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    Probably because the review doesn't really fall outside of expectations. The 260 wasn't exactly kicking the crap out of the 4850. PhysX and CUDA are just unknowns to most consumers, the small amount of people that will amounts to a niche.

    I don't think it'll stay higher than the 4870 price for long, although they'll target the 1GB model most likely. Or maybe they'll start stripping them to 448MB, but I'm not sure how that will effect performance.
     
  6. Lukfi

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    I dunno why, but where memory size is a limiting factor for nVidia, it isn't for ATi. IMO 448 MB would essentially kill the GTX 260 just as 256 MB kills the 8800 GT.
     
  7. toTOW

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    Thank you mike for pointing this thread to my attention ... I'm surprised to see that my adventures are already spreading all over the world :cool:

    I'm editing the BIOS with an hexadecimal editor (with the help of RBE from to techpowerup to locate the correct offsets). GPU and memory clocks mod work from the BIOS, but I had to physically mod the board for the voltage.

    1.3V for this bench, but none of these values have been fine tuned ... I'm trying to get the maximum form the chip.

    I've just tested 825 MHz @ 1.3~1.32V, but I'm reaching the limits of a component (the GPU or the VRMs ... I don't know yet) : strange lightning flashes in the middle of the screen and gradient halo ...

    Here are some additional pictures : two shots of the modded board

    [​IMG]
    [​IMG]

    The board in the case, with the two extra fans :

    [​IMG]
     
  8. Broken Hope

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    Always makes me wonder what ATI do differently, they can match Nvidia cards with much more memory, is Nvidia more wasteful of RAM than ATI?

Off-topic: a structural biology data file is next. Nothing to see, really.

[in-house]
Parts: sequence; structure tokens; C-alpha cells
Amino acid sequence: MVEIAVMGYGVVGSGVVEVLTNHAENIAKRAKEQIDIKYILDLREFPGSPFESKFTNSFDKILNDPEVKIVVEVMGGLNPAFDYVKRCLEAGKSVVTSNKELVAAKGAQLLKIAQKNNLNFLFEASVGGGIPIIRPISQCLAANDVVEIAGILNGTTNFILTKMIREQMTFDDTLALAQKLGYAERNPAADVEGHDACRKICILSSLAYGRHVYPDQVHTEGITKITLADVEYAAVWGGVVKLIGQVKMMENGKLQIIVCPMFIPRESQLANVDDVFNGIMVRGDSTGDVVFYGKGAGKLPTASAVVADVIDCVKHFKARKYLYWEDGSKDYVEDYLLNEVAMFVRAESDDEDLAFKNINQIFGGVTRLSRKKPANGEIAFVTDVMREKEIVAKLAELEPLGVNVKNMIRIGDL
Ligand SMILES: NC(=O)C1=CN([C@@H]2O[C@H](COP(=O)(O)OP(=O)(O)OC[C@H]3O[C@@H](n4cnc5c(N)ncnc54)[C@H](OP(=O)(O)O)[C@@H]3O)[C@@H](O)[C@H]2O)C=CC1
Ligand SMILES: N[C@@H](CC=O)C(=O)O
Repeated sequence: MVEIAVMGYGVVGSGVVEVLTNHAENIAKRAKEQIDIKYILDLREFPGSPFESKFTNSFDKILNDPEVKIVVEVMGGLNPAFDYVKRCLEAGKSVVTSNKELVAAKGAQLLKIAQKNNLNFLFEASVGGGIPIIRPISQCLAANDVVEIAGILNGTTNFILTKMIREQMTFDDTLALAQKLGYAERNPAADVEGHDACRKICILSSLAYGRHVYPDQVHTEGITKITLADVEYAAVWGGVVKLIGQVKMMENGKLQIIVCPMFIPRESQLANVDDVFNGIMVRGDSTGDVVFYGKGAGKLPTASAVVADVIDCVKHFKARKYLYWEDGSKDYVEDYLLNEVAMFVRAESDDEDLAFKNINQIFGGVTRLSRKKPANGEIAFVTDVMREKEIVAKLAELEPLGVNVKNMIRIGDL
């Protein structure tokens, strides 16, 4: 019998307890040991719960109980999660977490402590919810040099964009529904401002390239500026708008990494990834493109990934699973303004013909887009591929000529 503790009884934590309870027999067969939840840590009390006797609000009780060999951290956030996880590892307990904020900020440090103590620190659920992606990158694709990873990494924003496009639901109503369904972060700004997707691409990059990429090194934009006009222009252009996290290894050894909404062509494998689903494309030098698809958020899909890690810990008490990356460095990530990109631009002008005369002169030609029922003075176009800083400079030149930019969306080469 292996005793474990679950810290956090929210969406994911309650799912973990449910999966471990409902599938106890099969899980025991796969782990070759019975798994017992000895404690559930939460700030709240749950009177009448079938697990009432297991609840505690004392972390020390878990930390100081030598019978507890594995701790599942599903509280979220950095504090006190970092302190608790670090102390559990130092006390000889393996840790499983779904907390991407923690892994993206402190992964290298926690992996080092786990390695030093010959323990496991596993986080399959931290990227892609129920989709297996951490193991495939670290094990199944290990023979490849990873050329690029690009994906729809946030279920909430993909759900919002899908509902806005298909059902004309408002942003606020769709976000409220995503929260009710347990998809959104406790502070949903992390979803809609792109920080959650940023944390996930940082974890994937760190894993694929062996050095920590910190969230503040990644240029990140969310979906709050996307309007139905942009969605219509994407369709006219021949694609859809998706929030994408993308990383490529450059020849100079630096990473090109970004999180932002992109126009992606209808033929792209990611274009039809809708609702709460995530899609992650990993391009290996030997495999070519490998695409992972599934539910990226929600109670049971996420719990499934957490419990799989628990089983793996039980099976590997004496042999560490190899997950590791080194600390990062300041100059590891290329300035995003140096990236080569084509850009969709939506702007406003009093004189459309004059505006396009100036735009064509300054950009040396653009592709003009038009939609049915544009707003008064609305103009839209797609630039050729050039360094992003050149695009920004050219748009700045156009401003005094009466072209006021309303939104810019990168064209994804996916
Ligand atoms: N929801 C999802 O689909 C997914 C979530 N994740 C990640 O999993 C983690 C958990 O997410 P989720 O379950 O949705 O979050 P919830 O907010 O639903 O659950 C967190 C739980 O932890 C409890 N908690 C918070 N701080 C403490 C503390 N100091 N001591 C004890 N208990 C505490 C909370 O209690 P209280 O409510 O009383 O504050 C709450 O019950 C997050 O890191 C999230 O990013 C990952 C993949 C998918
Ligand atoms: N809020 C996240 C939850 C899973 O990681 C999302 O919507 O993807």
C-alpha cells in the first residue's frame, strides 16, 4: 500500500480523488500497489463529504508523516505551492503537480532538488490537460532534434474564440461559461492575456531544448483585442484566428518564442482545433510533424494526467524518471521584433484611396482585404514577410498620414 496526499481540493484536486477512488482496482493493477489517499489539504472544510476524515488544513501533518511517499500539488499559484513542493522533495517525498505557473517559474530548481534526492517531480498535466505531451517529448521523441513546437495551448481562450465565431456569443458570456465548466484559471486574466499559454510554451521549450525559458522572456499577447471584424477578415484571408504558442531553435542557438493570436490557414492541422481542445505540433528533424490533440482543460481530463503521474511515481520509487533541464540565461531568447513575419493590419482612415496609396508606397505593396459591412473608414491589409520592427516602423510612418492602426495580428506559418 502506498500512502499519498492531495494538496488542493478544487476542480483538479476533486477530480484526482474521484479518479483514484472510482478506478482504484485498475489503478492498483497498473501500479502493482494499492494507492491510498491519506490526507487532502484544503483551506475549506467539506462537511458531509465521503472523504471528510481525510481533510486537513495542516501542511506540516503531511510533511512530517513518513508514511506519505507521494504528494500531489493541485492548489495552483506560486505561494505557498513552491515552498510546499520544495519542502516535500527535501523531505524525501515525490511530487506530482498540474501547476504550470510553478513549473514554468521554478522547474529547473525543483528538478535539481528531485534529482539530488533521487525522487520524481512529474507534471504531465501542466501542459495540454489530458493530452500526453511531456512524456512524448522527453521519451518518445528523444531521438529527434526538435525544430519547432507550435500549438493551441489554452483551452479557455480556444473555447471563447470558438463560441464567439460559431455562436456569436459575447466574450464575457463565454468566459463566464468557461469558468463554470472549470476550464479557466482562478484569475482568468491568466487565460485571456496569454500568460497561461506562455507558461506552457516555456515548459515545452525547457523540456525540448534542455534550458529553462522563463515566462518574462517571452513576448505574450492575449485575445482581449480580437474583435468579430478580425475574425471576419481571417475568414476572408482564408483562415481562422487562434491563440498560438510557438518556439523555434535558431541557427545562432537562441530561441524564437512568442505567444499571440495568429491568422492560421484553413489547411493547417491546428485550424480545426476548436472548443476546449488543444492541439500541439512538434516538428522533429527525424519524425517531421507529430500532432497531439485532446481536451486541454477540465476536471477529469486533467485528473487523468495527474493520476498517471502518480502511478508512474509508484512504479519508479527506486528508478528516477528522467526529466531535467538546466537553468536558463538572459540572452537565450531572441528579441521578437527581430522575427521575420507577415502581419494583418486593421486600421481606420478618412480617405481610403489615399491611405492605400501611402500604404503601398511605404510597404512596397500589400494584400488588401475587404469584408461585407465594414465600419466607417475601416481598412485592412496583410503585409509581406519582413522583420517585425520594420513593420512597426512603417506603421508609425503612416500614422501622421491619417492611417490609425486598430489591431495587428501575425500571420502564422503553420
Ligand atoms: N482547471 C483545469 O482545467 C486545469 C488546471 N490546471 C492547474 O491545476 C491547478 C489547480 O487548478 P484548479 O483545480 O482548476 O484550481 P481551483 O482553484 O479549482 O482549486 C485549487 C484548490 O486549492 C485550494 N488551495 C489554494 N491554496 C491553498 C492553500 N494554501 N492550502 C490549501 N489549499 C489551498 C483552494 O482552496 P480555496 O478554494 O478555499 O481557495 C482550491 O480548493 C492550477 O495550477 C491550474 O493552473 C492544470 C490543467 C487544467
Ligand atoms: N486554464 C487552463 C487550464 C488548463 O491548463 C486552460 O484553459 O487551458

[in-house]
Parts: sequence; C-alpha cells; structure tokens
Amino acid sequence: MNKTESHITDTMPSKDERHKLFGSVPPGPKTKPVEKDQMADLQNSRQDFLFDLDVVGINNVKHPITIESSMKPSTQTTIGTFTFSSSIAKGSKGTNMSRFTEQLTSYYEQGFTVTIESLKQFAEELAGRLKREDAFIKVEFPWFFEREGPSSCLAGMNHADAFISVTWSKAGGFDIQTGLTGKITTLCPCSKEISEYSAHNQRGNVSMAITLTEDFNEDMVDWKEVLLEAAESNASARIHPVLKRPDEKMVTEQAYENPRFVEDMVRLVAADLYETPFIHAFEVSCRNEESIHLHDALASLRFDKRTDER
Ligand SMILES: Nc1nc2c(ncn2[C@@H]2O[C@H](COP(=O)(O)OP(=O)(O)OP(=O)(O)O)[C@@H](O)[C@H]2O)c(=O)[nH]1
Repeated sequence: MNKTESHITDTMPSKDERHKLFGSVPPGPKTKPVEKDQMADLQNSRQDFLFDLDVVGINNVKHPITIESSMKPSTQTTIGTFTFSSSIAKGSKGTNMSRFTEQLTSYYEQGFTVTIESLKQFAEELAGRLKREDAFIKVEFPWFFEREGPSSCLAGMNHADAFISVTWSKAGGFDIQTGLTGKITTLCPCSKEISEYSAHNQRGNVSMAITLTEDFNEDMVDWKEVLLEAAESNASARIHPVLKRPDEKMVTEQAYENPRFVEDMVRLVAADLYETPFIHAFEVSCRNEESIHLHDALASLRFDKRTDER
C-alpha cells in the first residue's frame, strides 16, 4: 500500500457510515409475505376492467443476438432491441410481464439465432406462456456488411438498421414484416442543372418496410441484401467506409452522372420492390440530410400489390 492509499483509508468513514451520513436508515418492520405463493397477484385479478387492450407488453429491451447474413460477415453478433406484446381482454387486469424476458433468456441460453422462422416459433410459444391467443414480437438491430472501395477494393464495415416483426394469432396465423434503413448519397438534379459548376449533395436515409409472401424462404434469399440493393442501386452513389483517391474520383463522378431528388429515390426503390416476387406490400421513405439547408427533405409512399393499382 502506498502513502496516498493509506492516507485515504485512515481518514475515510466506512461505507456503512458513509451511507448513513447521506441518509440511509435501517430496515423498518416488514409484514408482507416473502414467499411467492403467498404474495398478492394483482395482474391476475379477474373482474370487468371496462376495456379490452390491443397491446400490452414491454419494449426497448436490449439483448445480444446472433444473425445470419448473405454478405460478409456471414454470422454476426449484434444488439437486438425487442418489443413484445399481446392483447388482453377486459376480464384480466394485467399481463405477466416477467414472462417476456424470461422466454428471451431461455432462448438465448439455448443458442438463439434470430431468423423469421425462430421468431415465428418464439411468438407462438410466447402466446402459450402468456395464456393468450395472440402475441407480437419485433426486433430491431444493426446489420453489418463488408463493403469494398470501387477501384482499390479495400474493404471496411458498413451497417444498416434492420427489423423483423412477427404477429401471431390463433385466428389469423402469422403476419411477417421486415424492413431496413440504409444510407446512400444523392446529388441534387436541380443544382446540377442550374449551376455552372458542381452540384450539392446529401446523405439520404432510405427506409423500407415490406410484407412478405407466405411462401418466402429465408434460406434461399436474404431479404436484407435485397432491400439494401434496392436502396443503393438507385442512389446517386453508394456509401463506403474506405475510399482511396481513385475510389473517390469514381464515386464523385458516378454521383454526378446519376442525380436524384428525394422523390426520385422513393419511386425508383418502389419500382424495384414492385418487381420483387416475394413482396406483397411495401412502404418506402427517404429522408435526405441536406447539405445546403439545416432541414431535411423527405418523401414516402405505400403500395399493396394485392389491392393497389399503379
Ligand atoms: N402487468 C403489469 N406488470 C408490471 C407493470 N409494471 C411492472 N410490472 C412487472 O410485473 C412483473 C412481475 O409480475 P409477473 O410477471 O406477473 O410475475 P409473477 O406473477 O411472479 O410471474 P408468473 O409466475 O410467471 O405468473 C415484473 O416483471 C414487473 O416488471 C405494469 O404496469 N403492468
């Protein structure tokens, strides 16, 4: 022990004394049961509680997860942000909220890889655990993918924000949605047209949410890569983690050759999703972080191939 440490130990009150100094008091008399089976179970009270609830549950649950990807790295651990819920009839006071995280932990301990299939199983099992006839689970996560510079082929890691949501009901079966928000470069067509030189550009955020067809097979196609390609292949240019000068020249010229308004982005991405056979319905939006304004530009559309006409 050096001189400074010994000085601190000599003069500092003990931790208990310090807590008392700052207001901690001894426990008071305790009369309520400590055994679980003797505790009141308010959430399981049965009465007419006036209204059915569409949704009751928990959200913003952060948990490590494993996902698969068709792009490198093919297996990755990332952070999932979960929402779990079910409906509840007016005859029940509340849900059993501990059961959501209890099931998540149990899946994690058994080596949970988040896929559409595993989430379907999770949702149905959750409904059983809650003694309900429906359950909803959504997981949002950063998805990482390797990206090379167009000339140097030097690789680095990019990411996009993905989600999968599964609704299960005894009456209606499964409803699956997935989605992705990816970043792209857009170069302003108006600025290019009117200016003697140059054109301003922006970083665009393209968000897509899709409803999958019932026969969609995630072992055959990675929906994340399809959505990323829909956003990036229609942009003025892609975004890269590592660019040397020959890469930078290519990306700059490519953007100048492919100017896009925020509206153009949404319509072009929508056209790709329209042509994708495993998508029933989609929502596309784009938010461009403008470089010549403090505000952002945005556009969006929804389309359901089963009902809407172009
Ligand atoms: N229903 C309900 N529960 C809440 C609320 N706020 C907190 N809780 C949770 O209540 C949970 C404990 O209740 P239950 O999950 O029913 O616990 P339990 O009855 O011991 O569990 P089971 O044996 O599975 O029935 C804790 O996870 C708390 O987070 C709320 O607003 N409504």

9. digitalwanderer

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    Dumb question toTOW, but did you happen to find a way to control fan speeds on the stock cooler whilst playing with that hex editor?

    BTW- Nice job, I bow to your voodoo! :D
     
  10. mczak

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    There's no indication the hub is really low-bandwidth (pcie 2.0 is already 8GB/s each direction). Not suited as a route-all-traffic-around-the-chip catch-all, yes, but might be sufficient for texture fetch / vertex fetch across the CrossfireX port.
    Also, maybe it would be possible to operate in "mixed mode" - so for instance vertex buffers, compressed textures and render targets used as textures won't be duplicated but reused fp16 textures will be (though of course unfortunately those also take the most space...).
    It certainly shouldn't prevent the use of SuperTiling (assuming vertex work is just all done on both chips).
     
  11. Entropy

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    The two tests do confirm each other. In one the HD4850 draws 38W more than a standard HD3870, in the other it draws 22W more than an overclocked sample. This is normal.
    Regarding the power draw of the HD4870, we already have examples here that achieving HD4870 frequencies require hiking the voltage, indicating that AMD is at a point on the curve where increasing the frequency of the part increases the power draw drastically.

    These power draw numbers are at best internally consistent, since different test vectors give different results for different boards, and there is no standardized procedure. Still, there have been several tests that show that the HD4850 behaves as expected in this review, so there is little reason to doubt that the HD4870 data is in the right ballpark. It's disappointing, but not entirely unexpected.
     
  12. A.L.M.

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    I think that 50W of TDP for 125MHz on core and for the GDDR5 are more than enough, don't you? :wink: